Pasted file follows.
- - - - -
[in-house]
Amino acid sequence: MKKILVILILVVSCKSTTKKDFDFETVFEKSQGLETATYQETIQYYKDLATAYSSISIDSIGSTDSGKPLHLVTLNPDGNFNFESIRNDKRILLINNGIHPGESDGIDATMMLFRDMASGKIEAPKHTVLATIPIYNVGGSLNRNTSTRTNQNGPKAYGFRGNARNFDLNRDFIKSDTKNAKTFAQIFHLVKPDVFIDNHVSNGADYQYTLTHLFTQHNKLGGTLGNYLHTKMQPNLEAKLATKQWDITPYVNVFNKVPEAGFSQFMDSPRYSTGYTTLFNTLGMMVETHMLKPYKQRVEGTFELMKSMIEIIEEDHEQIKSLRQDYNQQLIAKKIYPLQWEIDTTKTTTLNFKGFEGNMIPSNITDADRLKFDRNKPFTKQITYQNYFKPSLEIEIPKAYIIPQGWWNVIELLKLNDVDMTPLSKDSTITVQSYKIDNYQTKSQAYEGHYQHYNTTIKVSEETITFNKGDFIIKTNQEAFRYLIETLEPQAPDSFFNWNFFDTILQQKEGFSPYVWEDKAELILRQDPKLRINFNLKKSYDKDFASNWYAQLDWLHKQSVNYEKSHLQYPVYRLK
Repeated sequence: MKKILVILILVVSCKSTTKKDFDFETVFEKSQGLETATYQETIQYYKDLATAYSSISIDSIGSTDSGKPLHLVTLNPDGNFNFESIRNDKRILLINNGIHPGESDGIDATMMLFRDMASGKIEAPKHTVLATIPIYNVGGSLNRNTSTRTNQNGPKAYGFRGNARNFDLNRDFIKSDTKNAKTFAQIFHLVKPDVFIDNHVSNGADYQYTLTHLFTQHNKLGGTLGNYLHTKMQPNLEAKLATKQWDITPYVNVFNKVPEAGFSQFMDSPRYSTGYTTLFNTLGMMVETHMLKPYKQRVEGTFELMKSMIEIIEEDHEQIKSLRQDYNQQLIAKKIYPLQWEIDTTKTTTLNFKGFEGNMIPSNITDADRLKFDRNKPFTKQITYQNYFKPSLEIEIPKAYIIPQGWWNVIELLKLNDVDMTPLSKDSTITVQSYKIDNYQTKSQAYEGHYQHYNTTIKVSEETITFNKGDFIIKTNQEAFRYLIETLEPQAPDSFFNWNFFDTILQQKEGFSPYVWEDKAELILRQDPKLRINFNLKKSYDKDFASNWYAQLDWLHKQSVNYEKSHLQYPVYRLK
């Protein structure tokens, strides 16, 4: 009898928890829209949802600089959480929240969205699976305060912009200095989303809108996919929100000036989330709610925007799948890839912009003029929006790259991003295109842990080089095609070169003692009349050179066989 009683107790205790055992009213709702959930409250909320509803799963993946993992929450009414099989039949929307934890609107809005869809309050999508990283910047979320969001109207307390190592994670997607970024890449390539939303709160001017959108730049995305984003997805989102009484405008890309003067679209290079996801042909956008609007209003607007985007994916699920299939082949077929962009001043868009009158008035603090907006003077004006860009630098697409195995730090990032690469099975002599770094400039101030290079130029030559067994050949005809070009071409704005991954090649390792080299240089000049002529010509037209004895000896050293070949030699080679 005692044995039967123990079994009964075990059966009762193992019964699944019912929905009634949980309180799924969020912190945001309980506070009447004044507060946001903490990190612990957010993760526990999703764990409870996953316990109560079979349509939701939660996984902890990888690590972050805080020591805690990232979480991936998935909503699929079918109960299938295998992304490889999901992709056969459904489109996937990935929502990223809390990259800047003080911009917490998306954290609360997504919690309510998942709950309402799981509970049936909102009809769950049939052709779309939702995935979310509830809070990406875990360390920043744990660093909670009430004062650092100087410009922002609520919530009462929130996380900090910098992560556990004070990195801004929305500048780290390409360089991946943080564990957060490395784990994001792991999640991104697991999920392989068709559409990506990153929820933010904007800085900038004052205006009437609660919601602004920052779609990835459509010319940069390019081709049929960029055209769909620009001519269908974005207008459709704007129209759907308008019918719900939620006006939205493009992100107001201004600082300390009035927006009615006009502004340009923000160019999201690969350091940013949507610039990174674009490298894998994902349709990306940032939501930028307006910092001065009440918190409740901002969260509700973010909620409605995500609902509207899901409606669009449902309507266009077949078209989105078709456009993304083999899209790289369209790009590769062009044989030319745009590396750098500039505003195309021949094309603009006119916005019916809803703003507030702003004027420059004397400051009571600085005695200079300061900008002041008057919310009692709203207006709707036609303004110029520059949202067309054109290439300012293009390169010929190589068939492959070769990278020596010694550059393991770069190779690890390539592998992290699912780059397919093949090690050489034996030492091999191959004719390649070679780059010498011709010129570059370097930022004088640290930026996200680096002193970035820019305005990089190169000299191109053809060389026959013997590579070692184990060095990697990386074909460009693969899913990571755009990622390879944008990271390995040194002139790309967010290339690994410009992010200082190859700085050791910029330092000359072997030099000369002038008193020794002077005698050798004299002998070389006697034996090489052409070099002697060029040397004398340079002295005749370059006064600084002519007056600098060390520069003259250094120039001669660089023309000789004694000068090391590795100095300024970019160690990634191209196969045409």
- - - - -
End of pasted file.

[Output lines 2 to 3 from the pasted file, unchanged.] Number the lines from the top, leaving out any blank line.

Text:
Amino acid sequence: MKKILVILILVVSCKSTTKKDFDFETVFEKSQGLETATYQETIQYYKDLATAYSSISIDSIGSTDSGKPLHLVTLNPDGNFNFESIRNDKRILLINNGIHPGESDGIDATMMLFRDMASGKIEAPKHTVLATIPIYNVGGSLNRNTSTRTNQNGPKAYGFRGNARNFDLNRDFIKSDTKNAKTFAQIFHLVKPDVFIDNHVSNGADYQYTLTHLFTQHNKLGGTLGNYLHTKMQPNLEAKLATKQWDITPYVNVFNKVPEAGFSQFMDSPRYSTGYTTLFNTLGMMVETHMLKPYKQRVEGTFELMKSMIEIIEEDHEQIKSLRQDYNQQLIAKKIYPLQWEIDTTKTTTLNFKGFEGNMIPSNITDADRLKFDRNKPFTKQITYQNYFKPSLEIEIPKAYIIPQGWWNVIELLKLNDVDMTPLSKDSTITVQSYKIDNYQTKSQAYEGHYQHYNTTIKVSEETITFNKGDFIIKTNQEAFRYLIETLEPQAPDSFFNWNFFDTILQQKEGFSPYVWEDKAELILRQDPKLRINFNLKKSYDKDFASNWYAQLDWLHKQSVNYEKSHLQYPVYRLK
Repeated sequence: MKKILVILILVVSCKSTTKKDFDFETVFEKSQGLETATYQETIQYYKDLATAYSSISIDSIGSTDSGKPLHLVTLNPDGNFNFESIRNDKRILLINNGIHPGESDGIDATMMLFRDMASGKIEAPKHTVLATIPIYNVGGSLNRNTSTRTNQNGPKAYGFRGNARNFDLNRDFIKSDTKNAKTFAQIFHLVKPDVFIDNHVSNGADYQYTLTHLFTQHNKLGGTLGNYLHTKMQPNLEAKLATKQWDITPYVNVFNKVPEAGFSQFMDSPRYSTGYTTLFNTLGMMVETHMLKPYKQRVEGTFELMKSMIEIIEEDHEQIKSLRQDYNQQLIAKKIYPLQWEIDTTKTTTLNFKGFEGNMIPSNITDADRLKFDRNKPFTKQITYQNYFKPSLEIEIPKAYIIPQGWWNVIELLKLNDVDMTPLSKDSTITVQSYKIDNYQTKSQAYEGHYQHYNTTIKVSEETITFNKGDFIIKTNQEAFRYLIETLEPQAPDSFFNWNFFDTILQQKEGFSPYVWEDKAELILRQDPKLRINFNLKKSYDKDFASNWYAQLDWLHKQSVNYEKSHLQYPVYRLK